Enough of them. It’s with much greater optimism that we now view our club as its resurgence gathers a momentum that seems set fair to become unstoppable. The change of ownership started things off in the best possible way, in that it saw the end of Cellino (albeit to some bewildering peeps of protest from some quarters). But Massimo was gone, and we had a quite different Italian in charge; one who began to do novel things like keeping promises, investing in the team, recruiting football men to do football business – stuff like that. Andrea Radrizzani has overseen, in really a very short time, a total transformation of the club, the stadium and the playing staff at both first team and also – crucially – at U-23 level, where last season had been an unmitigated farce. So, can we point at Andrea and say, “Here is the man who saved Leeds United“? There’s quite probably a case for just such a conclusion to be drawn.

But really, you have to look back further, right back to the start of the process that would eventually see Massimo move out and Andrea move in. From this beginning, everything else has flowed. It’s the catalyst for Radrizzani’s Leeds United takeover that we’re really looking for, when we seek to identify Leeds United’s actual saviour.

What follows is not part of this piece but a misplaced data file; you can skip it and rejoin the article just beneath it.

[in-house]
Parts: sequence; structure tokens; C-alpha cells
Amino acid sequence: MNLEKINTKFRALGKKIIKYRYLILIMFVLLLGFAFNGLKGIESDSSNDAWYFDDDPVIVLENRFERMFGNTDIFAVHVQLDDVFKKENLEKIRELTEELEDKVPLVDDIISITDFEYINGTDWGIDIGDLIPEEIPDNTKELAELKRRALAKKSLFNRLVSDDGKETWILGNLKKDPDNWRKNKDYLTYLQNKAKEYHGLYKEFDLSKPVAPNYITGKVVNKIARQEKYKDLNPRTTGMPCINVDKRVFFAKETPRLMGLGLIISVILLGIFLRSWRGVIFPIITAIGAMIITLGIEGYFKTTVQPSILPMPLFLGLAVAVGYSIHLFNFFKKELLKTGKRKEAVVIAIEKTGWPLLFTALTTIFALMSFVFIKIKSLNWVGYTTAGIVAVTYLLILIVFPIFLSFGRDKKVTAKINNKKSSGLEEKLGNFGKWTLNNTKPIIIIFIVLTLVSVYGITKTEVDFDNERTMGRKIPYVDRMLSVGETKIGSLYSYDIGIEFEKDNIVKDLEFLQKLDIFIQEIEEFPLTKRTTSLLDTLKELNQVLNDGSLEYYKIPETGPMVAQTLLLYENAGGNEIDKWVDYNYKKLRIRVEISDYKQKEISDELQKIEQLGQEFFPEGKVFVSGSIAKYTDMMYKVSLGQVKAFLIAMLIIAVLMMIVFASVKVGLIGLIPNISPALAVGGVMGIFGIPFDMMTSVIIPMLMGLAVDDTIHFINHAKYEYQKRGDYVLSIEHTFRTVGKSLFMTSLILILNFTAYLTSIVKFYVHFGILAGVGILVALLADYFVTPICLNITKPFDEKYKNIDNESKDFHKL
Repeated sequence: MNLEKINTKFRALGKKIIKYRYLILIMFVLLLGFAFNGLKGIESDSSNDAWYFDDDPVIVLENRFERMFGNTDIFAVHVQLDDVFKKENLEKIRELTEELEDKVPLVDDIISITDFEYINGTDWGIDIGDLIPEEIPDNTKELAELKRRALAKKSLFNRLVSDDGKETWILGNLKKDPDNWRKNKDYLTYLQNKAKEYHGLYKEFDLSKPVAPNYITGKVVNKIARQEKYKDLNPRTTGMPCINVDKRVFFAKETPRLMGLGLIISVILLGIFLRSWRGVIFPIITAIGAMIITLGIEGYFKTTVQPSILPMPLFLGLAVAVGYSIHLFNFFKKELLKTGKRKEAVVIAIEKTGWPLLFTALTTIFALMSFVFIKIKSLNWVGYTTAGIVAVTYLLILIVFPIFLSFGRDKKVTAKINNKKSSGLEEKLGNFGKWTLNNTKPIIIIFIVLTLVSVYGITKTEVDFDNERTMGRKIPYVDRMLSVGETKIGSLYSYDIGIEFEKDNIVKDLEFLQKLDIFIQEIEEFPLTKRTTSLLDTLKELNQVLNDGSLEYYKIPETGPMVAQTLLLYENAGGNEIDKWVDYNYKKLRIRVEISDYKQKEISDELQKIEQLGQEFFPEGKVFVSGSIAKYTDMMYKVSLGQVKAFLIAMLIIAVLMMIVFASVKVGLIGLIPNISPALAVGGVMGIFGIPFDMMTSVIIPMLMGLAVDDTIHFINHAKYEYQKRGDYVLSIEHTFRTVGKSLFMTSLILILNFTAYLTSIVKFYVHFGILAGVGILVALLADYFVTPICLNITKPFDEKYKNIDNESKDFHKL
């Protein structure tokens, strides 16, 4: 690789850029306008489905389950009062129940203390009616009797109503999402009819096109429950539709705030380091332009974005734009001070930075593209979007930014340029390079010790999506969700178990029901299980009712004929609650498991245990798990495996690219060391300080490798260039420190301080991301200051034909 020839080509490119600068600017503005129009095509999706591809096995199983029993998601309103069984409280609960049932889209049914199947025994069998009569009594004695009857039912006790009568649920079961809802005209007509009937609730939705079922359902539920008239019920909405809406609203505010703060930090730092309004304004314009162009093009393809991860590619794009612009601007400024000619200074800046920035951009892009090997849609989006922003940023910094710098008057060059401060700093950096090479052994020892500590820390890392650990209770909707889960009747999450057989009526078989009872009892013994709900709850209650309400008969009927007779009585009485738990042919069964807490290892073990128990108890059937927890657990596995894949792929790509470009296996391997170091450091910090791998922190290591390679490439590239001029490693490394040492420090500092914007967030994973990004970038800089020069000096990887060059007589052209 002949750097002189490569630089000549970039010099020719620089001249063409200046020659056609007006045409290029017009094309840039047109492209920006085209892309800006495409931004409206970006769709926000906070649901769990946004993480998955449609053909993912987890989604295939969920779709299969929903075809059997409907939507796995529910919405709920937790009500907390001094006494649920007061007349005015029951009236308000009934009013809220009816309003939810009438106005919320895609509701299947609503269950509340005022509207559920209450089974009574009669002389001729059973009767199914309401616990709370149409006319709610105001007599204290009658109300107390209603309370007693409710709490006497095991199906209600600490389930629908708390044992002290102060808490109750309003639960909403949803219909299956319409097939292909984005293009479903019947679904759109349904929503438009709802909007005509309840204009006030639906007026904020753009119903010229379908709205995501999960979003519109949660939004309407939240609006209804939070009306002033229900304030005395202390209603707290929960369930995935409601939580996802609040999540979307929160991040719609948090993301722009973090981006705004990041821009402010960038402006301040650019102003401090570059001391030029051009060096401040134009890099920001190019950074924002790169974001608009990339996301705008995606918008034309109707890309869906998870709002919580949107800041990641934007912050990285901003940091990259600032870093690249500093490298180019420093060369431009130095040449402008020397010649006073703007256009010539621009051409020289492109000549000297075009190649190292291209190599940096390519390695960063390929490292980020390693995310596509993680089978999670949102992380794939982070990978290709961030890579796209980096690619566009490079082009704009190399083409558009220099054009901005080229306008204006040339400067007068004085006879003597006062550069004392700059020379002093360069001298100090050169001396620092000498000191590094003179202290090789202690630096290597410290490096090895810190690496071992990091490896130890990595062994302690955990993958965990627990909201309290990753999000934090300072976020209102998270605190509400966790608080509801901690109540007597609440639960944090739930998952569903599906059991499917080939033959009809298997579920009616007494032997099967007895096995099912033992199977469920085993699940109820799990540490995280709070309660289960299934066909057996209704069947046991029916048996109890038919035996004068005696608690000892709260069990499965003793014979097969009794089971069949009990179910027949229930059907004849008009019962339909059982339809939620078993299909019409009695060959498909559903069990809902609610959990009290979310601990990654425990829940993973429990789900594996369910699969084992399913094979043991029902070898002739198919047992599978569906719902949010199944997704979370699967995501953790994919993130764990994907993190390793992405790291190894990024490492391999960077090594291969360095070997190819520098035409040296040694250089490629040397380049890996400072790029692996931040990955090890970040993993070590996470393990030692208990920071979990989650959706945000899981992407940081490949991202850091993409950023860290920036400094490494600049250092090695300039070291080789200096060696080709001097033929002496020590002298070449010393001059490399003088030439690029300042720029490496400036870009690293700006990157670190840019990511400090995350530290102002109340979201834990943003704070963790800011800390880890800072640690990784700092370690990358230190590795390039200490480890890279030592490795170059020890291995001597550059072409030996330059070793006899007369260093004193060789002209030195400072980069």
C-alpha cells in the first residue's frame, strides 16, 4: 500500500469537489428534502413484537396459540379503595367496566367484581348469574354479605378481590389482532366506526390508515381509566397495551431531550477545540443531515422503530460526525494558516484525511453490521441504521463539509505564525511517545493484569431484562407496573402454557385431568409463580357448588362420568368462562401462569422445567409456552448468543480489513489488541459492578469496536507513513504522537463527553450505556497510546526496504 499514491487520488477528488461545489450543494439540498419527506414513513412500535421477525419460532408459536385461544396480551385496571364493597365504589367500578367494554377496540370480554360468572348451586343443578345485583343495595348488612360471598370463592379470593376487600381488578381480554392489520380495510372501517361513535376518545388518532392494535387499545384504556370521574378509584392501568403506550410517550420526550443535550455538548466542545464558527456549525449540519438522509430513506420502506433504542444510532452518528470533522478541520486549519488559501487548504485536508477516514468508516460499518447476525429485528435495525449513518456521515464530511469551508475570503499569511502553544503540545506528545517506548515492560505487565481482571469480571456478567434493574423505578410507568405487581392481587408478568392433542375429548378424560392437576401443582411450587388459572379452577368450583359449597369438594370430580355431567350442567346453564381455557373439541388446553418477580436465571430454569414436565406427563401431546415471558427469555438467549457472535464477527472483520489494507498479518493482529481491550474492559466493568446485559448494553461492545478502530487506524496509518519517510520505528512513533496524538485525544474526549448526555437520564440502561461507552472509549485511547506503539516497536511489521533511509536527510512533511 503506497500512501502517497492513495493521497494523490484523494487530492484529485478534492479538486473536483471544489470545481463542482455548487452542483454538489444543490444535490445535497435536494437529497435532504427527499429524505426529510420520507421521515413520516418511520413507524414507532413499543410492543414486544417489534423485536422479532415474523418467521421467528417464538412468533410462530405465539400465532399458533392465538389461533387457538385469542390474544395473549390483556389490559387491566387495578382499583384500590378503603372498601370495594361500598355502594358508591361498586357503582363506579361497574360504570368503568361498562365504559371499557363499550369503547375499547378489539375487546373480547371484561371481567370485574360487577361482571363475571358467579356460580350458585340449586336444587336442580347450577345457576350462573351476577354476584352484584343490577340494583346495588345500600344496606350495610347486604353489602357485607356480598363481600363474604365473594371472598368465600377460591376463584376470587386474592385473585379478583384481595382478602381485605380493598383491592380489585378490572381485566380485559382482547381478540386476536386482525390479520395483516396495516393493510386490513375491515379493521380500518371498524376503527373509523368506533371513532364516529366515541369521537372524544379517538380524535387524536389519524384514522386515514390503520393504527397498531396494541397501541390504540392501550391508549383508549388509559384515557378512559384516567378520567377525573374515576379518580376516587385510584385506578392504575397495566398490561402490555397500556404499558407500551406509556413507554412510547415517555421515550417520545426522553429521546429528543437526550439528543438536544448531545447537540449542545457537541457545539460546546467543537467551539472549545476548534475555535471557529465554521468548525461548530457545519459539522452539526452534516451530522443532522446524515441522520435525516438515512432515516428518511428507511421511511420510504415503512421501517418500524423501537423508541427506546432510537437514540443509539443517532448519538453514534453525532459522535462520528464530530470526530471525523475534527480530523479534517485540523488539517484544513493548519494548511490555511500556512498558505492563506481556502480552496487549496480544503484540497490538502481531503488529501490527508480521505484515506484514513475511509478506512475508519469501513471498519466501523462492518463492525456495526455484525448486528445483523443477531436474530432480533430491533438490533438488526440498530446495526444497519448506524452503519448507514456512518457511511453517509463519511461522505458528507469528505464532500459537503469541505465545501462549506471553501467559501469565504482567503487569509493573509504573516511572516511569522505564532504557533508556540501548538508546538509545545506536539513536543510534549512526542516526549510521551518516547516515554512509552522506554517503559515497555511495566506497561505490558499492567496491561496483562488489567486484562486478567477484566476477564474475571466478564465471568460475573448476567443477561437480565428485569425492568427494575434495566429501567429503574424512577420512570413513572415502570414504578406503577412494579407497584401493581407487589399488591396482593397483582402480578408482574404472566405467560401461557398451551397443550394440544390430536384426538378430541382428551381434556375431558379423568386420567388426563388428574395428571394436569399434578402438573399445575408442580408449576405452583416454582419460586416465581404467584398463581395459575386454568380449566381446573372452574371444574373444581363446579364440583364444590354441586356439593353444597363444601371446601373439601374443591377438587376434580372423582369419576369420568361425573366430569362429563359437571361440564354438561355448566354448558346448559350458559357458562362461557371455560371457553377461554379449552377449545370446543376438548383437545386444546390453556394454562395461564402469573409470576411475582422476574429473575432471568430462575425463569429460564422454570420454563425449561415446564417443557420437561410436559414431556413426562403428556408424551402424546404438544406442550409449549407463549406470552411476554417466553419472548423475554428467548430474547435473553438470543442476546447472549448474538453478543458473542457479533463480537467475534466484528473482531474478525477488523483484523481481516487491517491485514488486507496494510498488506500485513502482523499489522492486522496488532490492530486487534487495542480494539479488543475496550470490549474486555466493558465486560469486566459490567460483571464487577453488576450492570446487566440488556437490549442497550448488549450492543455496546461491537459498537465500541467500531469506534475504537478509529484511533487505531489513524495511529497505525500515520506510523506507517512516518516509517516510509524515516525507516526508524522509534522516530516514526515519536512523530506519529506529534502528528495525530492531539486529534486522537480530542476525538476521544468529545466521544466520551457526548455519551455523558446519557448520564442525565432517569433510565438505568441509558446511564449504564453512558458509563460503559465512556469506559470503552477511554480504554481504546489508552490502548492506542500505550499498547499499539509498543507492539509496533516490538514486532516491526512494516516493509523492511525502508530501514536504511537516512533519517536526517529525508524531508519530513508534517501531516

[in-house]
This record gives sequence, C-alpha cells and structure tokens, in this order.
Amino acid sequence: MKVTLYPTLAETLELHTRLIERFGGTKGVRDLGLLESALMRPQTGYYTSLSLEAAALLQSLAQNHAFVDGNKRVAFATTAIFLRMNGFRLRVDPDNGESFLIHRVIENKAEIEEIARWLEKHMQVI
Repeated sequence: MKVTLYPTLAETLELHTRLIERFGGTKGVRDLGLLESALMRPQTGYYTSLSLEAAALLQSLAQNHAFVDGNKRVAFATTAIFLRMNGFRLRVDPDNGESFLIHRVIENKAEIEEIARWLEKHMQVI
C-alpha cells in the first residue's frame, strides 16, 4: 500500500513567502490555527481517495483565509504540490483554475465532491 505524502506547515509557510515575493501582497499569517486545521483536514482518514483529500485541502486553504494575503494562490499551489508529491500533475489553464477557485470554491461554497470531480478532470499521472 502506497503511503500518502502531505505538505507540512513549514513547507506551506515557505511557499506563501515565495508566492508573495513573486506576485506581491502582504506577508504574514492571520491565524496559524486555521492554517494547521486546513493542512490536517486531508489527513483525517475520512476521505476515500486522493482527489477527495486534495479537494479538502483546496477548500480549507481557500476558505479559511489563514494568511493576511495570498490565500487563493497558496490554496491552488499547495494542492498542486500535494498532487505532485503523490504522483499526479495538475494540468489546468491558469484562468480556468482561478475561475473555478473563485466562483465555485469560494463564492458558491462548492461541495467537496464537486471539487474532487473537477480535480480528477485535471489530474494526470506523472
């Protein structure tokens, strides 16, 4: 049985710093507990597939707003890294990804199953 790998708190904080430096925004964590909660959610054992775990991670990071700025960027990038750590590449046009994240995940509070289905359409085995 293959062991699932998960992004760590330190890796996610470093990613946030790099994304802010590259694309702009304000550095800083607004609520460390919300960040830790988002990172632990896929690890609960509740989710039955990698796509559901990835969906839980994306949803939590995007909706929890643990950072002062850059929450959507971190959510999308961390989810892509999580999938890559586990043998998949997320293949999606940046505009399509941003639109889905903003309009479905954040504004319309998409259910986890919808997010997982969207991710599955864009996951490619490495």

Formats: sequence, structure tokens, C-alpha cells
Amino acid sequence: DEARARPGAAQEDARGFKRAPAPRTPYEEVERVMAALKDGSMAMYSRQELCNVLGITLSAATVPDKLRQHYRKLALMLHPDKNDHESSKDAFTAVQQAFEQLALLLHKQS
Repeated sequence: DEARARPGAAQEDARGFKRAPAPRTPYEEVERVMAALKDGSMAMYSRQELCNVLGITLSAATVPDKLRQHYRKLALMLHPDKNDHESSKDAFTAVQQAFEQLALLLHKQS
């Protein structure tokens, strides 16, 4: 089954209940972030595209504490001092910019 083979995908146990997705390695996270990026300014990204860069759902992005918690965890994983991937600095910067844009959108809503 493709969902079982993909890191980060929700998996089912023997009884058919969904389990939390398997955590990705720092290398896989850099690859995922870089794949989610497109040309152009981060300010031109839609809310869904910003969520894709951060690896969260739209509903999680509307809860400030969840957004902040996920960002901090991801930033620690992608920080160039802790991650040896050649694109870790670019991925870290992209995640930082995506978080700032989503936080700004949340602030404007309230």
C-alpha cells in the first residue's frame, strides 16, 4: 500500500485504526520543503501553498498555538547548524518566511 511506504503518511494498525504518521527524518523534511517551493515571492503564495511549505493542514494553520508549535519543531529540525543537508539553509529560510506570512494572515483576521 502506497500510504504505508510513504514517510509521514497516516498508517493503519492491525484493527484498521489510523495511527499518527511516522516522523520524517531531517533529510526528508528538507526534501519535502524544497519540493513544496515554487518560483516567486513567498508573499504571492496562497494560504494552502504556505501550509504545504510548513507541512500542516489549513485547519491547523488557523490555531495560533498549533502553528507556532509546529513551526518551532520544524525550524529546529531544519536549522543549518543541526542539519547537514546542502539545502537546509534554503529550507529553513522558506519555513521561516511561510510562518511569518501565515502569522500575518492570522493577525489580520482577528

And the thing is, it’s such an unlikely name, a man with only the most fleeting and tenuous connection with Leeds United, when he appeared as a veteran in the white shirt during John Charles’ testimonial in 1988, playing alongside Michel Platini and helping set up a pre-Leeds transfer Ian Rush for a hat-trick against Everton. Other than this brief glimpse of magic in a Leeds shirt, our man spent most of his career with old enemies north and south of the Scottish border, earning legendary status first at Celtic and then at Liverpool, where he’d been set the unenviable task in 1977 of replacing departed Kop hero Kevin Keegan. Naturally, he went on to surpass Keegan; success and the attainment of legend status was, after all, simply second nature to him.

Yes, ladies and gentleman, I give you the true saviour of Leeds United – not Bates, not Cellino, not even (though I would willingly kiss his Italian shoes) Andrea Radrizzani. The man and the motivation behind The Italian Job, whereby one Signor was replaced by another, is none other than Scotland hero and perennial thorn in the side of Leeds United and many others, Kenneth Mathieson Dalglish, MBE. Dalglish it was who, at a social gathering before a Champions League quarter final between Manchester City and Paris Saint-Germain, spoke with enthusiasm to Radrizzani of Leeds United, of the size of the club and the passion of its fanbase; of how the whole place was a project just awaiting fulfillment, ready for the right person to go in and revive football’s archetypal sleeping giant.